The Quireboys, Red White & Blues and Gentlemen of Distorted Sound - Manchester MOHO Live, 29.11.11
MOHO Live is quite an odd looking venue from the outside, more akin to an old warehouse or factory, like any average old Manchester building perhaps. Inside, it’s newly decorated with tv screens advertising drinks and events behind the bar, “modern art” on one wall, metal girders for columns (and mind the stairs at the entrance if you’re after a few drinks). Tonight, it was filling up with mostly older rocker types, with perhaps more women than men (as is usual at a Quireboys gig!).
The first band on is Gentlemen of Distorted Sound (“G.o.D.S.” - clever, eh?). G.o.D.S. take a lot of influence from classic rock, but they manage to put their own spin on it quite successfully. Their sound is quite bluesy, with a bit of the sleazier side of things thrown in. A few audience members don’t quite know what to make of them - some laugh at the “tail” clipped to guitarist Mako’s jeans when he has his back turned. But they put on a great show and play a good set of songs from their EP, including one (I didn’t catch the title) that dealt with the end of the world as predicted by the Mayans.
After a short gap, Willie Dixon/Muddy Waters’ “Hoochie Coochie Man” begins to play over the venue. This confuses some in attendance as the song used to be The Quireboy’s intro song, but they have changed it this time around. Instead, the second band of the night, Red White and Blues, begin playing at the lights switch on. Another classic rock influenced band, but in more obvious ways than G.o.D.S.. To begin with, the old style Thin Lizzy set up - a singer who also plays bass. A number of their songs have the “feel” of someone else’s, such as one that begins with similar chords to the classic standard “House of the Rising Sun” - prompting an audience member to sing said song over the band. Although they’re slightly unoriginal, I was still willing to give them a chance: the songs were catchy and the band looked like they were enjoying themselves. My initial hopefulness was dashed as they played a bluesy song named “Red White & Blues” (named after them or are they named after the song?), which was quite a good song until one particular line which referred to a woman as a “piece of ass”. Lovely. A bit too cliche sleazy-classic rock-esque for me.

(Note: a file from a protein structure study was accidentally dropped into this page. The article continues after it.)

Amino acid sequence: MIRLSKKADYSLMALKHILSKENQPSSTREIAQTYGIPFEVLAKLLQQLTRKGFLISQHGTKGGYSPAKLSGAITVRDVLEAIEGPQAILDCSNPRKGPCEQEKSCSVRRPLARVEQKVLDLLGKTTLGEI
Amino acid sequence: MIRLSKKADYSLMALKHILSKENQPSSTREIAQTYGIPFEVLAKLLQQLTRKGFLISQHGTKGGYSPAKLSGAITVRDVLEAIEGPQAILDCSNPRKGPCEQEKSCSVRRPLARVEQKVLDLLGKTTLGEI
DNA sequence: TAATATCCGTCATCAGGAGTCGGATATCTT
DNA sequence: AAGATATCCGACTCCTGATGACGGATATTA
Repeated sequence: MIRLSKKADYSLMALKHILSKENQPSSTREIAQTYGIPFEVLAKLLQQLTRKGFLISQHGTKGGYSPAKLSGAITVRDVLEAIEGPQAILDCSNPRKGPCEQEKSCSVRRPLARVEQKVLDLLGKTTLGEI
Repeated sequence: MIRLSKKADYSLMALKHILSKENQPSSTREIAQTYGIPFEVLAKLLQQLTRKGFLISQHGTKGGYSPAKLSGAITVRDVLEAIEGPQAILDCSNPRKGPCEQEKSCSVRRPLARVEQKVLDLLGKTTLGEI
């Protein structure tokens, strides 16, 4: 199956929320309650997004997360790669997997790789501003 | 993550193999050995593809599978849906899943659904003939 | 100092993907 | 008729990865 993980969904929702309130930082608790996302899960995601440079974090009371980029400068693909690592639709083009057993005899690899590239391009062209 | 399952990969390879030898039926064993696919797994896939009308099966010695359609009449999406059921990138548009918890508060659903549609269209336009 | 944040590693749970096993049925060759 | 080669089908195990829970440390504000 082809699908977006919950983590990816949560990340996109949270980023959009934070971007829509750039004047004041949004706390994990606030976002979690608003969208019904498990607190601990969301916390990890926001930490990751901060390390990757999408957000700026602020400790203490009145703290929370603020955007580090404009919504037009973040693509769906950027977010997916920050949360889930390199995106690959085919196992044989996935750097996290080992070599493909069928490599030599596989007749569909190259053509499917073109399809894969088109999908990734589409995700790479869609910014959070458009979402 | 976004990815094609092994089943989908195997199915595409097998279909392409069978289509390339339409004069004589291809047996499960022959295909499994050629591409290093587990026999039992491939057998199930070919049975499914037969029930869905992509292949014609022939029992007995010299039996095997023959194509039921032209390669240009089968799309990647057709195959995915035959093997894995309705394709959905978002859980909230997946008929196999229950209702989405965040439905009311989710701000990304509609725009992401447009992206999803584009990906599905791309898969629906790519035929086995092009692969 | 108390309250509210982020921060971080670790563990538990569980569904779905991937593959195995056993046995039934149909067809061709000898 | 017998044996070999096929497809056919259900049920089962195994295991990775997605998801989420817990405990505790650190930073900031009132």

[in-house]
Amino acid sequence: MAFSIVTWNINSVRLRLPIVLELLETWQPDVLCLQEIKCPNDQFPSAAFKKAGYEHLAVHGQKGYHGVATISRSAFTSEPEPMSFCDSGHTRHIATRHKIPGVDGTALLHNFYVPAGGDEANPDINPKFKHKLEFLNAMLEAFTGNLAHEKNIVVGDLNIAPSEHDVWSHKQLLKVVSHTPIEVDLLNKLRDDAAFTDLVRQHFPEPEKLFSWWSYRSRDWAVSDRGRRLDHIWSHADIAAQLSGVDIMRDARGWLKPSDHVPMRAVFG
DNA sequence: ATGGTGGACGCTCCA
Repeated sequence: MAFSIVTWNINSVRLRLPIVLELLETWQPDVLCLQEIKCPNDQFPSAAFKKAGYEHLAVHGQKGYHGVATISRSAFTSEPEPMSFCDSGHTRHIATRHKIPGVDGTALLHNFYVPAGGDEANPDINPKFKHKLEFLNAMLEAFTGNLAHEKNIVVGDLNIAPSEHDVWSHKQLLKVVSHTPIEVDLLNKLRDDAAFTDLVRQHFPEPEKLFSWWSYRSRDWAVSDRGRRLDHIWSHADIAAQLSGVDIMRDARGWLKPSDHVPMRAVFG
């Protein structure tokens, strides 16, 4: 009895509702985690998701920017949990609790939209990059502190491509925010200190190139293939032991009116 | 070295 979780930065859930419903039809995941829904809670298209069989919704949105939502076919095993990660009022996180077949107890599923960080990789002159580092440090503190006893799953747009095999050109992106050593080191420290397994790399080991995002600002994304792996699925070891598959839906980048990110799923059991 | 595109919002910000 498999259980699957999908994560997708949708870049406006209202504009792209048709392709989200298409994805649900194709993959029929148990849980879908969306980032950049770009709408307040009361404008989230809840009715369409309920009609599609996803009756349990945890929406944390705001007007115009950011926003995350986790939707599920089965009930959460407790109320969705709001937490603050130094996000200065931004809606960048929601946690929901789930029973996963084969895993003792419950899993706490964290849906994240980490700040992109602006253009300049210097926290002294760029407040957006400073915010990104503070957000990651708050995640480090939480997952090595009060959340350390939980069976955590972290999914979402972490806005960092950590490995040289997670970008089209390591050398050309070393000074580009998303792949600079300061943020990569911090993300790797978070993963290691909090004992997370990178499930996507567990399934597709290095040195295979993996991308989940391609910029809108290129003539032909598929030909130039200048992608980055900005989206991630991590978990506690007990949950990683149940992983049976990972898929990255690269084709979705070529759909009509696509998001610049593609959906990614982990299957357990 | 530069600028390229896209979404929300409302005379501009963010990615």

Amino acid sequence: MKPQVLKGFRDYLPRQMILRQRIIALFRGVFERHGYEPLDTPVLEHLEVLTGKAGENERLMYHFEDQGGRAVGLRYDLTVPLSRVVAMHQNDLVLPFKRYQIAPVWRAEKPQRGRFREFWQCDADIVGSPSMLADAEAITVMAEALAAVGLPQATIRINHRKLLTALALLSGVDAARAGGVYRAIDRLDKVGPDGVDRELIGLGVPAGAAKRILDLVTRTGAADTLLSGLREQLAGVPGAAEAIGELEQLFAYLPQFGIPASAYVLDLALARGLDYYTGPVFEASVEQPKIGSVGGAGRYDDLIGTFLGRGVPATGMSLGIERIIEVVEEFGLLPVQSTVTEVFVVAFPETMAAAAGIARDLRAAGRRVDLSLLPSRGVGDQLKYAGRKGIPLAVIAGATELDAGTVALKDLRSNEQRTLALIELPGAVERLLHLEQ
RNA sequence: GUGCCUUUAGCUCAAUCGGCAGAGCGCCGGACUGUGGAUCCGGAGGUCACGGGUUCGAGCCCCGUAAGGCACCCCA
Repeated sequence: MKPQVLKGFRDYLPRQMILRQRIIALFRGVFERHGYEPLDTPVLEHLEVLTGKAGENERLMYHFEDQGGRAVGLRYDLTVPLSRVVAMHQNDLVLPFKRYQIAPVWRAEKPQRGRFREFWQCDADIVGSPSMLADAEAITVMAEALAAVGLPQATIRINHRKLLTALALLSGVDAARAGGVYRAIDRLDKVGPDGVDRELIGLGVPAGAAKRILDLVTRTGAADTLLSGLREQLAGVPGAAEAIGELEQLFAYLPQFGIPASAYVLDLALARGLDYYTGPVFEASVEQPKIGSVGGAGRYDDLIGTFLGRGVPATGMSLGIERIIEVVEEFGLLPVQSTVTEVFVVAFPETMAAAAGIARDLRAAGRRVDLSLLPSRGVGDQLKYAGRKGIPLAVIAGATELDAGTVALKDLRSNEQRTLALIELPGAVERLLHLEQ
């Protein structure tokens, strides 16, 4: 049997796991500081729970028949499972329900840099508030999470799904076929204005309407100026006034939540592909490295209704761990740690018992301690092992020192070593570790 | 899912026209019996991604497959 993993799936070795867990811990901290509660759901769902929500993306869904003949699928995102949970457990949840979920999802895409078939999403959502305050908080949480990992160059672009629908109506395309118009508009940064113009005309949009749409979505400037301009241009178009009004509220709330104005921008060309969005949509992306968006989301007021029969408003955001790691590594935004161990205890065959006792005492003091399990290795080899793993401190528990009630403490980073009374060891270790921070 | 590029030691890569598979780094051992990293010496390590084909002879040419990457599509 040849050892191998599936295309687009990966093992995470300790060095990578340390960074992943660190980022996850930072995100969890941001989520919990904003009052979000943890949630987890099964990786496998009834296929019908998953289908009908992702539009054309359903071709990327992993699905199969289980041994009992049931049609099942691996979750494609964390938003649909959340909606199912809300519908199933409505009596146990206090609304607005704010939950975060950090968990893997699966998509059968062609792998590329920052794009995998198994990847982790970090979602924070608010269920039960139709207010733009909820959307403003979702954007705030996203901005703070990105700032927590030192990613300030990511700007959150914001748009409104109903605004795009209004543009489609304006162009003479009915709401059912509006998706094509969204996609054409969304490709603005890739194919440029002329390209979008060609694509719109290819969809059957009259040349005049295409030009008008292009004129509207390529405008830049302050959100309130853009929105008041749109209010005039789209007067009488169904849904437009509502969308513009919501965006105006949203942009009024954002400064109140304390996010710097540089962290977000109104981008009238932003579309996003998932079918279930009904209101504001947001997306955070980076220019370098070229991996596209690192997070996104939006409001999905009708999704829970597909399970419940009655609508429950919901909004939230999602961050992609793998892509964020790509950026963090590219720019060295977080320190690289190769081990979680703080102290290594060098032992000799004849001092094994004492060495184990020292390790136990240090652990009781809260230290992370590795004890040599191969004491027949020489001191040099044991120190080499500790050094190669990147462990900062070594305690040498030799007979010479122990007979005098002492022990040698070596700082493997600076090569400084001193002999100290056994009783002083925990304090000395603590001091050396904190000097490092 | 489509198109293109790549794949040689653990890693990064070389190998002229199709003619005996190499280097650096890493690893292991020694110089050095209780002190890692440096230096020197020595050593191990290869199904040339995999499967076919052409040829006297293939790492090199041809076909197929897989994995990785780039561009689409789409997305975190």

By the time The Quireboys’ new intro song, “Big Spender” by Shirley Bassey, began, the MOHO was quite full and plenty of drinks had been consumed, so a number of audience members were singing along, setting a happy and excitable mood for the rest of the gig. The Quireboys took to the stage amidst plenty of cheers to play their first song "I Love This Dirty Town", followed by Faces-esque“Misled” (“Had Me A Real Good Time” anyone?). The set was a great assortment of old and new, sure to please anyone from casual listener to committed fan: from hits “7 O'Clock” and “Hey You”, to tracks that are often overlooked such as “Can’t Park Here” and “White Trash Blues” (both, coincidentally, from 1993’s “Bitter, Sweet and Twisted”), to highlights from recent(ish) releases “Mona Lisa Simled” and “Lorraine Lorraine” (complete with an intriguing story from Spike Gray concerning getting blind drunk and taking a woman home, only to find out she’s not a woman at all…ooh er!).
The band are in good spirits, despite a 5 hour trip across the stormy Irish Sea earlier in the day, and their good mood is reflected in the audience. Manchester is treated to two new songs, the 1st city in England to hear them live. Both go down well with the crowd, “Too Much of a Good Thing” has plenty dancing and the ballad “Mother Mary” momentarily subdued the crowd who hardly made a sound (listening intently, I hope and assume). If the rest of the as yet unnamed album is just as good, it would surely be one of the best Quireboys albums thus far. We shall have to wait and see!
“This is Rock'n'Roll” is the night’s encore and I have to say it felt like it was all over too soon as the band left the stage, the cheering died down, the lights went up and the place cleared out.
Words and photos by Becky Martin.